The Etemad newspaper also focused on this issue for two consecutive days, writing that: “It is interesting to realize that in the elections of 1997, Ruhollah Hosseinian defended Khatami and expressed his views on this issue on several televised panels. According to his own words, after that year’s elections a number of reformists called him and congratulated him. He even said that he was shown evidence by Saeed Emami indicating that: ‘Mr. Khatami is a good man, but the group that supported him was very dangerous, comprised of people that did not believe in the Islamic Republic regime, and if they took power, they would jeopardize the security of the country.’ Later, the chain murders put an end to Hosseinian’s warm regards for Khatami and made him reconsider the words of Saeed Emami.”

The Etemad daily writer suspects that “perhaps Ruhollah Hoseinian, with all his radical views against reform and Khatami, has now realized that the cycle of politics cannot turn without their presence” and, therefore, he prefers the kinds of reforms proposed by Khatami, “a man who is not a bad man himself but is surrounded by dangerous individuals”, since those individuals are now confined to some corner or another and are out of reach of Khatami.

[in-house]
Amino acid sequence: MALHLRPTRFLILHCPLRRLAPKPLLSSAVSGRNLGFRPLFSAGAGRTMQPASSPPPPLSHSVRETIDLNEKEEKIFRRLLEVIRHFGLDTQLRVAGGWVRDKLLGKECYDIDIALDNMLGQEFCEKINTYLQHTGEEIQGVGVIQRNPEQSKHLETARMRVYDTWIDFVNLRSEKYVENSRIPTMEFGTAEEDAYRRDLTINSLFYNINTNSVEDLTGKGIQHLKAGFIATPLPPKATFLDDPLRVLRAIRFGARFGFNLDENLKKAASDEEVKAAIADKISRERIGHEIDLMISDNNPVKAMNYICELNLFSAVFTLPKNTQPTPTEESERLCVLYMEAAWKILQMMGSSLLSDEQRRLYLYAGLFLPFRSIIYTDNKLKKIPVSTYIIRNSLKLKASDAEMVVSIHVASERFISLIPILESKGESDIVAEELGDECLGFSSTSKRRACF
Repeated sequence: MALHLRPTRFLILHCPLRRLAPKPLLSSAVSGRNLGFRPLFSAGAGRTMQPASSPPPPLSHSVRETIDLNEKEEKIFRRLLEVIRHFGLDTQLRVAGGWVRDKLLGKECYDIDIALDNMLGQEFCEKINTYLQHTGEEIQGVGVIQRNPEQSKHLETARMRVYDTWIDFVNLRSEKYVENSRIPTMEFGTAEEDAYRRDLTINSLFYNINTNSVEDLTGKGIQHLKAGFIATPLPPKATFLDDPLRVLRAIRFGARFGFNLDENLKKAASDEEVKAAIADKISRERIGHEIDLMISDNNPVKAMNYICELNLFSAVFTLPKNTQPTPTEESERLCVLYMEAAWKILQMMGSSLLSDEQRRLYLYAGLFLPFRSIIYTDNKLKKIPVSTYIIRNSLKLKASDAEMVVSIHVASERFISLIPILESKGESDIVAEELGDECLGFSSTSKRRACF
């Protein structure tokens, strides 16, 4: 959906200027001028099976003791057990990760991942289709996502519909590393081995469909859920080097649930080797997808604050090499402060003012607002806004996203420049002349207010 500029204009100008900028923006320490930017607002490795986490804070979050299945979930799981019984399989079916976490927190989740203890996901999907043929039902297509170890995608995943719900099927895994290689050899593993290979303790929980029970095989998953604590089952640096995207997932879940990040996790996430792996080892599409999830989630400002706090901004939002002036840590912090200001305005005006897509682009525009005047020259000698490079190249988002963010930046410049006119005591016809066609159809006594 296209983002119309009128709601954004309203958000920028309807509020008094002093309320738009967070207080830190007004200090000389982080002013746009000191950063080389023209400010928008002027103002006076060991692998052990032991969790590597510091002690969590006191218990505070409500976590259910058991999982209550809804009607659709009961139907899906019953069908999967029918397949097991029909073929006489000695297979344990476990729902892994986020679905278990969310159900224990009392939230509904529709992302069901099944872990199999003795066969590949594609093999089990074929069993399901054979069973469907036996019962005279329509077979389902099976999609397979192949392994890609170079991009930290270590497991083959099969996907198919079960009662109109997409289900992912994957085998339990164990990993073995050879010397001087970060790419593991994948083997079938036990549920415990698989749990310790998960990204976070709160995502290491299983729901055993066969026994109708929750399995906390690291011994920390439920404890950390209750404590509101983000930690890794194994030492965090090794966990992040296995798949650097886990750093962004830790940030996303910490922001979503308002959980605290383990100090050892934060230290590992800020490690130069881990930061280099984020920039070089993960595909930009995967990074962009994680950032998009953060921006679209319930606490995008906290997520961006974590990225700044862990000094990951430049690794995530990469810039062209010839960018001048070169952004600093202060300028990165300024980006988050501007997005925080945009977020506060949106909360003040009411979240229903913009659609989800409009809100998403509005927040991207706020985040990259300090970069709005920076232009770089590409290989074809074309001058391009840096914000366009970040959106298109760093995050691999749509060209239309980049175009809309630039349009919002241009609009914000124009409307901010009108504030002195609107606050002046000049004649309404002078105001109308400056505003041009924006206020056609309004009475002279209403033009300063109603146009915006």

In another article in the Etemad daily, the writer has made the following conclusions about recent statements from the principalists: “There is a fundamental reason to prefer Khatami to the other reformists. Khatami voted in the ninth parliamentary elections, showing that he is committed to the regime and its election procedures. They consider Khatami a moderate choice that would not pose a challenge to them but at the same time could prevent the complete omission of the reform movement.”

Nouri’s Doubts and Hopes